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Vet Shares Shocking Photo Of What Can Happen If You Give Your Dog Chocolate

Claire Reid

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Vet Shares Shocking Photo Of What Can Happen If You Give Your Dog Chocolate

Ah Easter, is there a better excuse for a three-day bender, followed by eating your own body weight in chocolate?

It's not Easter without chocolate, is it? But, while it's all well and good for you to sit around, watching Ratatouille and eating chocolate all day, please don't got feeding any to your dog.

Now, we should know this. We get told every year, but still, there's always some dog owners who reckon Fido can handle a Freddo and then poor bugger ends up in the vets. At best this can make your dog sick, at worst it could kill them.

In this case, sharing definitely isn't caring.

No matter how angry he looks, don't feed him chocolate. Credit: PA

Chocolate contains a stimulant called theobromine, which naturally occurs in cocoa beans and is harmless to humans. However, for dogs it can be fatal, as it affects the central nervous system and heart.

Drumahoe Vets in Londonderry has shared a shocking image of a boxer dog who had eaten some chocolate, to serve as a warning to other pet owners.

Warning, this is gross. Seriously.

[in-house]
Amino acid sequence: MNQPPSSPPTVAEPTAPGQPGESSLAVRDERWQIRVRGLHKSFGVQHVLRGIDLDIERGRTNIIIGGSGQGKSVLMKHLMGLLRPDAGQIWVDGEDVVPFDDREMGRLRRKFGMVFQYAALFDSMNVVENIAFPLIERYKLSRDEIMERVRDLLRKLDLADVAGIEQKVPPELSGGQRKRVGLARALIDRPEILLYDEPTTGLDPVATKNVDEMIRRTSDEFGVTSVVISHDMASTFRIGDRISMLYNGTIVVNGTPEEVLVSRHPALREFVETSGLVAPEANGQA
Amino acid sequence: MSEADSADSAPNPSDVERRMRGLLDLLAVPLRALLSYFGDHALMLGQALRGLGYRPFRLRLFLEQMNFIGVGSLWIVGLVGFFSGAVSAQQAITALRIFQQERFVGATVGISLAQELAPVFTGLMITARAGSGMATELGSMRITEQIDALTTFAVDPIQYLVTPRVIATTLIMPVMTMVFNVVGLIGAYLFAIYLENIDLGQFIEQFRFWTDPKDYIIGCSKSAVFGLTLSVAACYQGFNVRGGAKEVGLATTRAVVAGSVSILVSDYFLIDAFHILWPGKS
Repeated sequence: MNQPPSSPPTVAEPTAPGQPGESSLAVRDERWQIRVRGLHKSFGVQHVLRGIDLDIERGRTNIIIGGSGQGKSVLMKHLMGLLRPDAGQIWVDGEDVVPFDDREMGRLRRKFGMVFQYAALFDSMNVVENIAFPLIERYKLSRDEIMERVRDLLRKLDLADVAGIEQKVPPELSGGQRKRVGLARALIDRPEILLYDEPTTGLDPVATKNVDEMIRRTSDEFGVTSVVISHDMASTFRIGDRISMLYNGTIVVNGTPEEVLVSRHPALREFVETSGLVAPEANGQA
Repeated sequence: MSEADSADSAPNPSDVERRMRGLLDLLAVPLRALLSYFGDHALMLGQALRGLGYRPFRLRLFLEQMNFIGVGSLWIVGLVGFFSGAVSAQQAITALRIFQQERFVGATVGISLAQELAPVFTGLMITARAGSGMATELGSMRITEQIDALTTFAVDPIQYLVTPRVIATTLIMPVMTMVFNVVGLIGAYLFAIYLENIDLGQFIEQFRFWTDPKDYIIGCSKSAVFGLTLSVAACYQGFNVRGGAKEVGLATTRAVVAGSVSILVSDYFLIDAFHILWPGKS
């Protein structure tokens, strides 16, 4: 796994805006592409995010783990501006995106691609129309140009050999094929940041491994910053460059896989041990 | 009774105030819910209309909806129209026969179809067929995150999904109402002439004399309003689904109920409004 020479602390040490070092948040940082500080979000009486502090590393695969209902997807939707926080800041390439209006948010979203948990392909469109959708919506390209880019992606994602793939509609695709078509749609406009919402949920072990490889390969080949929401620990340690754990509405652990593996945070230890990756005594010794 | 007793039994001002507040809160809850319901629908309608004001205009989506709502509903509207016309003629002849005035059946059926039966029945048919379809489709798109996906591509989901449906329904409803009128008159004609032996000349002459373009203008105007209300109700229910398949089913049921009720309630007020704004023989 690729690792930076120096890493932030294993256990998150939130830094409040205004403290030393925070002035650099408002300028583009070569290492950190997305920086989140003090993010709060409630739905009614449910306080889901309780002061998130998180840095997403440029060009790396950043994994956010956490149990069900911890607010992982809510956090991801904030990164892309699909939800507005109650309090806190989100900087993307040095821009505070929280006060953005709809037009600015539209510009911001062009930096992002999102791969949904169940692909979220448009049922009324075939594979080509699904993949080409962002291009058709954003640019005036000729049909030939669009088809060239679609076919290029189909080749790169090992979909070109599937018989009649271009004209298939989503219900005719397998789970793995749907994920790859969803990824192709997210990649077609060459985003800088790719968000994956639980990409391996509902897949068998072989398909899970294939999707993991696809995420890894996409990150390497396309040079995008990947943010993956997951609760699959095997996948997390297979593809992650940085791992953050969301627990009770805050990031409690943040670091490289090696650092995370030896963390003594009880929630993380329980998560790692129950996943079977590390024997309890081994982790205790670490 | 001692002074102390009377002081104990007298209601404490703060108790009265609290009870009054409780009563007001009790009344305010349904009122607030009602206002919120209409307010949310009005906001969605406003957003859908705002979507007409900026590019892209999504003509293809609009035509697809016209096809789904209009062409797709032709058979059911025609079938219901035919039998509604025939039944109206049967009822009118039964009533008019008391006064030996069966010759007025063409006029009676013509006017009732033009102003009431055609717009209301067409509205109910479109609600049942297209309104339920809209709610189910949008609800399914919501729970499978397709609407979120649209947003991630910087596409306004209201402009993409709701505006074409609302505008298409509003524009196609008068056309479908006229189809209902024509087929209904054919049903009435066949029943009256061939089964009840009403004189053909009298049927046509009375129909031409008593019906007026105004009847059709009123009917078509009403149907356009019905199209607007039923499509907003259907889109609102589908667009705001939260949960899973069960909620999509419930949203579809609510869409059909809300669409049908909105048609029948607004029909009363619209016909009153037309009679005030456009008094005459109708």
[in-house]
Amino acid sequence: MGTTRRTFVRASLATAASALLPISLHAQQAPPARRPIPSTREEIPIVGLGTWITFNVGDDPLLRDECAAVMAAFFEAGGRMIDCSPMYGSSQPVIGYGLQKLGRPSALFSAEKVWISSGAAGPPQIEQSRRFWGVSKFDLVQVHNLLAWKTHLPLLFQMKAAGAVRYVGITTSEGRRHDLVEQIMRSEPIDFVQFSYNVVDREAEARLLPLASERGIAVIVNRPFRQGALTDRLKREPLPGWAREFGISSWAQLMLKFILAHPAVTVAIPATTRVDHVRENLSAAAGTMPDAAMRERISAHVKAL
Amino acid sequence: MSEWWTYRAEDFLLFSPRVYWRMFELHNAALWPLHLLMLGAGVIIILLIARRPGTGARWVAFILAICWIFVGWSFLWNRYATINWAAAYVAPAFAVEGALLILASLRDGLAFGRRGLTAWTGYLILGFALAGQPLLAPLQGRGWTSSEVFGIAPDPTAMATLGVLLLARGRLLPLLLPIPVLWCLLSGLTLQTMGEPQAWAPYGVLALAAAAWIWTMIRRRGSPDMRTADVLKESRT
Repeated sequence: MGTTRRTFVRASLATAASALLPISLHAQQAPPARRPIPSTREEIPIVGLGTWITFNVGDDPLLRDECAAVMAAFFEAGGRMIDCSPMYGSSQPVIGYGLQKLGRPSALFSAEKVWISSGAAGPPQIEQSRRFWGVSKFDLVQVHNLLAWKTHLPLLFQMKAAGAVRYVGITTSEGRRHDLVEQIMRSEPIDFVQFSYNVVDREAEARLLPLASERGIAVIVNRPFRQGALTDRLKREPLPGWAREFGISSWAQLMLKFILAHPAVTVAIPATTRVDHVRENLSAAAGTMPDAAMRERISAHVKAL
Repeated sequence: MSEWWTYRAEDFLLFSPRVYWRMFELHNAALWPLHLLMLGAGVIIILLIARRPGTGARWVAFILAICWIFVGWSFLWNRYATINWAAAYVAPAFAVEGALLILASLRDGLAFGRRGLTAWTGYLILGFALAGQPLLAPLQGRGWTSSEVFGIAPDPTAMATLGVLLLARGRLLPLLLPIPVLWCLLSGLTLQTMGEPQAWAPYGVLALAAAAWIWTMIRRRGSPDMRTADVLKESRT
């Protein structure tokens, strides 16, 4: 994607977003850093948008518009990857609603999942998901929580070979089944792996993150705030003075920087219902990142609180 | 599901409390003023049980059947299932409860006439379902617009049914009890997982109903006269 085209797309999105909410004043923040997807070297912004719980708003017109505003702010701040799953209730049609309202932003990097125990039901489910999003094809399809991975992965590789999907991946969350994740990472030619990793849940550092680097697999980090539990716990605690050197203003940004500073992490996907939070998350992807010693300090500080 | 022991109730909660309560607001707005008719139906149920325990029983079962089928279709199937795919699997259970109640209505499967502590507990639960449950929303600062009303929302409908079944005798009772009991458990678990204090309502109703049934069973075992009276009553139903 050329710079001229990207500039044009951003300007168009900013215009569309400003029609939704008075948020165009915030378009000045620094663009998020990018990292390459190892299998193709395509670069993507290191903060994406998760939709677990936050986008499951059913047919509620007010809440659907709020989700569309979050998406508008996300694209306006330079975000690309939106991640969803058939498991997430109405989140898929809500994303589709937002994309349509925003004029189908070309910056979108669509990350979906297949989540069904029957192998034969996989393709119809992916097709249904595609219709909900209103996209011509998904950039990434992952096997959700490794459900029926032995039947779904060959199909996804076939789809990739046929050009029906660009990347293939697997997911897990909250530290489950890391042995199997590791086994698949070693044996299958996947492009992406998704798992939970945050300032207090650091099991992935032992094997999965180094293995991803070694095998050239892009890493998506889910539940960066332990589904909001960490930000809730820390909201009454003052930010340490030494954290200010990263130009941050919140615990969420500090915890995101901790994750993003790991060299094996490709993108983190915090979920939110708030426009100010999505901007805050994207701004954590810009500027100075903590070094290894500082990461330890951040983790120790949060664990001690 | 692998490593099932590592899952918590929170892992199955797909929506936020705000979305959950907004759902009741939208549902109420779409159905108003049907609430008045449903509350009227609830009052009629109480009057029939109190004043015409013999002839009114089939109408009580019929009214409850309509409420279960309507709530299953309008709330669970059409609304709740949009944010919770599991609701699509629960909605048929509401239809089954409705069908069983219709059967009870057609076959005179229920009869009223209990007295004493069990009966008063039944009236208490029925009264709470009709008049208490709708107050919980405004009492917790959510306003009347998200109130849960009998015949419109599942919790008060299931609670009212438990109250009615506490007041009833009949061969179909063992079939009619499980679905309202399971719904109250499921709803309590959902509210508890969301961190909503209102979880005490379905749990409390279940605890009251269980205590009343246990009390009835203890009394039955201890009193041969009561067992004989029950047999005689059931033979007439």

Well, you're here now, you may as well see it.

The poor dog was rushed into the vets, after eating chocolate and it went on to throw up. A lot.

The image was uploaded with the caption: "Not for the faint hearted but this is reality. Please think twice when you feed your dog chocolate! It is very poisonous. As Easter approaches make sure to keep all chocolate eggs away from your pets."

Since appearing on Facebook it's racked up over 23,000 comments and has been shared over 100,000 times.

If you suspect that your dog has managed to sneak itself some chocolate then you should take them straight to the vet, even if they appear OK.

A spokesperson from the RSPCA told LADbible: "The RSPCA would advise any pet owner to contact their vet immediately and follow their advice if they are worried about what their dog has eaten.

"Never watch and wait in any case of suspected poisoning. The effects can take hold quickly, so knowing the symptoms and how to respond to them can be the difference between life and death."

This fella hasn't had chocolate, but he definitely deserves a treat. Credit: PA

Every year thousands of pets are brought to veterinary surgeries due to theobromine poisoning, and research from LV= Pet Insurance found that at Easter, as well as Christmas, dogs are twice as likely to need medical attention for eating chocolate.

So unless you want to be cleaning up a mountain of sick, or worse coming to terms with losing your beloved pet, keep your chocolate and your pooch apart this Easter.

Featured Image Credit: Facebook/Drumahoe Veterinary Clinic

Topics: Dog, Chocolate

Claire Reid
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